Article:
Between sifting through job listings and trying to tailor your resume to each role you’re applying for, looking for a new position can feel like a job in and of itself.

If you find that you don’t have the spare time for an all-out job hunt, starting a passive job search might be a better approach. Or even if you’re content with your current position, a passive job hunt can help you stay on top of new career opportunities that could lead to your next dream job.

Launching a passive job search takes a bit of effort up front, but it’s easy to maintain. And you just may find some fantastic opportunities by working smarter, not harder.


You never know when a hiring manager will stumble on your LinkedIn profile, or when you’ll want to submit a resume ASAP for that perfect role. That’s why it’s important to regularly update your resume and profile information while the important details are still fresh in your mind.

Think of it this way: LinkedIn is essentially a giant search engine for finding candidates, so why wouldn’t you want your profile to reflect your latest and greatest achievements? Your LinkedIn page also offers a lot more space than a traditional resume, so go ahead and brag where appropriate. Take advantage of the recommendation feature to post complimentary reviews for some of your colleagues — and ask them to return the favor.

Also, refresh your LinkedIn headline (next to your name at the top of your profile) so that it matches what you want people to know about you. Many candidates use their current job title, but your title may not reflect what you actually do or where you want your career path to take you — for example, “Marketing Professional Known for Leading Fortune 500 Consumer Email Campaigns” is more descriptive than “Digital Marketing Manager.”

The final and most important step for your passive job search: Click the box that alerts recruiters to the fact that you’re open to job opportunities. No one who works at your company can see that you’re taking advantage of this feature, so your job searching secret is safe.

Refresh your LinkedIn headline so that it matches what you want people to know about you.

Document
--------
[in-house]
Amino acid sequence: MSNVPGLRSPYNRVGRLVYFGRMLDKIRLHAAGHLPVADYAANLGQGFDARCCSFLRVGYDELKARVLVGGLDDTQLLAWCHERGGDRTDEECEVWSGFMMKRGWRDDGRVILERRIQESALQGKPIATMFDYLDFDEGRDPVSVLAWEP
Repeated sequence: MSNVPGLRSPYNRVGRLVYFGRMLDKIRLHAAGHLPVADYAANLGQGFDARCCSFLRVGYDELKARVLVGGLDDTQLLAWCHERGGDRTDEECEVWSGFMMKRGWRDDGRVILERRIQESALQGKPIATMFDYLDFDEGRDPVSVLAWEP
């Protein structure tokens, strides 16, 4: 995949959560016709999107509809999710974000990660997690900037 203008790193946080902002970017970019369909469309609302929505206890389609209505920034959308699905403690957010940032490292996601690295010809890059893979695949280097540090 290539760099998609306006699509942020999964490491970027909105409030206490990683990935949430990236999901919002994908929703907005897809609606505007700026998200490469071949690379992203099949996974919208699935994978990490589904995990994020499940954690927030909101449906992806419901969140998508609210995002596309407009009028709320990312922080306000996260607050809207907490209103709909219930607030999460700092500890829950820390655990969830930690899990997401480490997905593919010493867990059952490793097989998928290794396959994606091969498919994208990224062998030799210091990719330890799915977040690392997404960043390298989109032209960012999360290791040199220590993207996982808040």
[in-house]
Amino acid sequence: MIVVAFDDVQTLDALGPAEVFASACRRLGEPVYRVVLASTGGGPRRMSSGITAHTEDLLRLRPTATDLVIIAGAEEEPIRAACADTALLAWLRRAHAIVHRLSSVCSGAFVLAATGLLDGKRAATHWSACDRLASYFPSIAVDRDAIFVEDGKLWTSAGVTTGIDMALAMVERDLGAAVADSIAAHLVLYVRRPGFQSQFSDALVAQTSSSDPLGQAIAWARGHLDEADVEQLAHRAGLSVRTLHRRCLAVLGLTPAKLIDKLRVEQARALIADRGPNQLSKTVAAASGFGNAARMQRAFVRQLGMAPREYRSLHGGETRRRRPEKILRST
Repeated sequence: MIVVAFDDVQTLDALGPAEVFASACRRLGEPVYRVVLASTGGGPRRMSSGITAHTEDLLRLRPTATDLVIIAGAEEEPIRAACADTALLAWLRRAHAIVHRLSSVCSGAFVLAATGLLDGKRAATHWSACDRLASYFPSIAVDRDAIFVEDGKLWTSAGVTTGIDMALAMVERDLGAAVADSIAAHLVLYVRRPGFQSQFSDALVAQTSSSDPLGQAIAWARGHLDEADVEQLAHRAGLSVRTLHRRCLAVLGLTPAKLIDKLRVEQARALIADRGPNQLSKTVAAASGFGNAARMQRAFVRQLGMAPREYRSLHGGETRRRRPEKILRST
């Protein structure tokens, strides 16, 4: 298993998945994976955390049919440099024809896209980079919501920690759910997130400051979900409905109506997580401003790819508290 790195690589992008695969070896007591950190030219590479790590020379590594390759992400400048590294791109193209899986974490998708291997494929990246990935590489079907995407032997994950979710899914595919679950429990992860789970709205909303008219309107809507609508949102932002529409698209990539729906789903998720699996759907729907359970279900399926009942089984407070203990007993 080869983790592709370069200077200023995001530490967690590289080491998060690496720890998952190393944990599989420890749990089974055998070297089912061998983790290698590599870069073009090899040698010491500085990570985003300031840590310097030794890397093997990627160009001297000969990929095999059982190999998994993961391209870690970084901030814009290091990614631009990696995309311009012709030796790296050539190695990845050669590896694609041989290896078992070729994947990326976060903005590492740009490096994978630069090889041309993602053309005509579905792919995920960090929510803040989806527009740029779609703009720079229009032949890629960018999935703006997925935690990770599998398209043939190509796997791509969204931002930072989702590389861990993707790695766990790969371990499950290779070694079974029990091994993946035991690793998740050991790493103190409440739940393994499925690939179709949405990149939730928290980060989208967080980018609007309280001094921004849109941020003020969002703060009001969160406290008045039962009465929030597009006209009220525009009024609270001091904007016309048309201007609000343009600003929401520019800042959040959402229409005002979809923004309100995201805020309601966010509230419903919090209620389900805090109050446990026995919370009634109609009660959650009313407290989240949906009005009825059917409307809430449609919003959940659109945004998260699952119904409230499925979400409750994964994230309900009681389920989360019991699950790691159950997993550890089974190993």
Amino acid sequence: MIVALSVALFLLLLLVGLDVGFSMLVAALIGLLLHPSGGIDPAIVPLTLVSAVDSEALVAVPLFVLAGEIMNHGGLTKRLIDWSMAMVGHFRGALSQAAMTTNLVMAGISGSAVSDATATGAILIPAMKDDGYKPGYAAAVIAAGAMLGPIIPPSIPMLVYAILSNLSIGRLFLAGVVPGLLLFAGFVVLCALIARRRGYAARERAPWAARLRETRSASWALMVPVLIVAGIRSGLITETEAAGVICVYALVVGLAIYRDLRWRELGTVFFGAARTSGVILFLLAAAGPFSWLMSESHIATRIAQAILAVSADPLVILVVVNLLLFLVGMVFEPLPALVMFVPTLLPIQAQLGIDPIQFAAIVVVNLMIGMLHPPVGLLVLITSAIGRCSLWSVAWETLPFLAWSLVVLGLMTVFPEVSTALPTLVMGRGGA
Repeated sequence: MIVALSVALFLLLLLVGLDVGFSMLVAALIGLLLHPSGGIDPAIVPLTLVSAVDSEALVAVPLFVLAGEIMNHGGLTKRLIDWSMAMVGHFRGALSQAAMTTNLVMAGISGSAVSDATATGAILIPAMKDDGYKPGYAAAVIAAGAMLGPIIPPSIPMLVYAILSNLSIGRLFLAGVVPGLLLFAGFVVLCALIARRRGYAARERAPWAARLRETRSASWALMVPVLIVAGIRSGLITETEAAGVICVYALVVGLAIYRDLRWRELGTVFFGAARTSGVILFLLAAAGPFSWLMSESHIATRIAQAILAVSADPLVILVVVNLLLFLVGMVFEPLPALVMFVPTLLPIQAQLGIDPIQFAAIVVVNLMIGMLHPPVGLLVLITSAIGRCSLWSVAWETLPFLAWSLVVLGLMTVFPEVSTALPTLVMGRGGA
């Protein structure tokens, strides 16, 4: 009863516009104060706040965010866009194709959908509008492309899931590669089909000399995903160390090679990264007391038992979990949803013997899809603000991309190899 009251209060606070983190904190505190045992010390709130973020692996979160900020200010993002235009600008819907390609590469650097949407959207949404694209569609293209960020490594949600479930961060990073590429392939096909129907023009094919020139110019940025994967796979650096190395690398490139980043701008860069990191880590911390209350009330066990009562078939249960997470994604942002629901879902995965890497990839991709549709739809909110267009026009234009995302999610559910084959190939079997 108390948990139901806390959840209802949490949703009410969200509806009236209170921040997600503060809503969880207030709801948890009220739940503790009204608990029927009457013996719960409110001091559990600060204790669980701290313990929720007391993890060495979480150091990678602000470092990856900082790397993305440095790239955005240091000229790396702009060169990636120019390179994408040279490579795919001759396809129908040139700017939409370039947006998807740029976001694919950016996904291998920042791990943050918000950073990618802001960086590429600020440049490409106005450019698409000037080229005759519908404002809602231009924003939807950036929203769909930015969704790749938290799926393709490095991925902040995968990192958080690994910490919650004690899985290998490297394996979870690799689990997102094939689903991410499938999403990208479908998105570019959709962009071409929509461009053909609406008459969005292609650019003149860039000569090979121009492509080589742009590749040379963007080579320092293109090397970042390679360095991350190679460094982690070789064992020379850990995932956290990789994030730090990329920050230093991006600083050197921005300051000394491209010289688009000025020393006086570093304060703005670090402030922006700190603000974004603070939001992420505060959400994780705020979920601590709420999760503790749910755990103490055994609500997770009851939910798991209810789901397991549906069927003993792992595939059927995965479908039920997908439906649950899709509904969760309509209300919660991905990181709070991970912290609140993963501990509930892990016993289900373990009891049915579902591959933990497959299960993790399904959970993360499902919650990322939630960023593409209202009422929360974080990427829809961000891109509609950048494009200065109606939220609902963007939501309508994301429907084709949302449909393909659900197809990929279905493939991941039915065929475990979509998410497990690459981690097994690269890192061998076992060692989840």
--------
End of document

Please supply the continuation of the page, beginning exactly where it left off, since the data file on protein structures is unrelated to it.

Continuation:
Speaking of recruiters, consider working with one (or more) to help do some searching for you. They'll want to chat with you about your career goals, job history and salary requirements before trying to match your skillset and objectives with their clients’ open positions. In addition, recruiters can often tell you exactly how much you can expect a job to pay before you walk into the interview, and they can help guide you through what could be a long process.


Many people understandably want to be discreet about even passive job searches. After all, you don’t want your current boss to find out through the grapevine that you’re considering other career options.

But it doesn't hurt to reach out to a few trusted colleagues and let them know that you’re thinking about making a change. This way, you’ll be top of mind for any job openings your associates may hear of and, if they think you’d be a good match, you’ll have the inside track to applying. Many positions are never even posted online, so it can really pay to nurture your network. Keep in mind that you should also add connections to your network regularly — especially if you’re considering changing careers.


While LinkedIn is practically synonymous with job searching, you can (and should) use other social media platforms like Facebook, Twitter or Instagram to keep in touch with former colleagues or showcase your professional expertise. (Just make sure that your social media profiles paint a professional picture — you don’t want hiring managers to stumble on questionable photos or posts.)

Also, consider creating a portfolio website or blog that you can easily share on social media. This can be a great way to give your online presence a boost and establish your personal brand.


After you’ve set up your passive job search, you can sit back — but you can’t totally relax. Job opportunities can come knocking at any time; be ready to respond when someone contacts you. Staying prepared opens the door to exciting career possibilities you may never have anticipated. As a bonus, should you decide to move from passive to active job seeker, you’ll already be one up on the competition.

Recommended Reading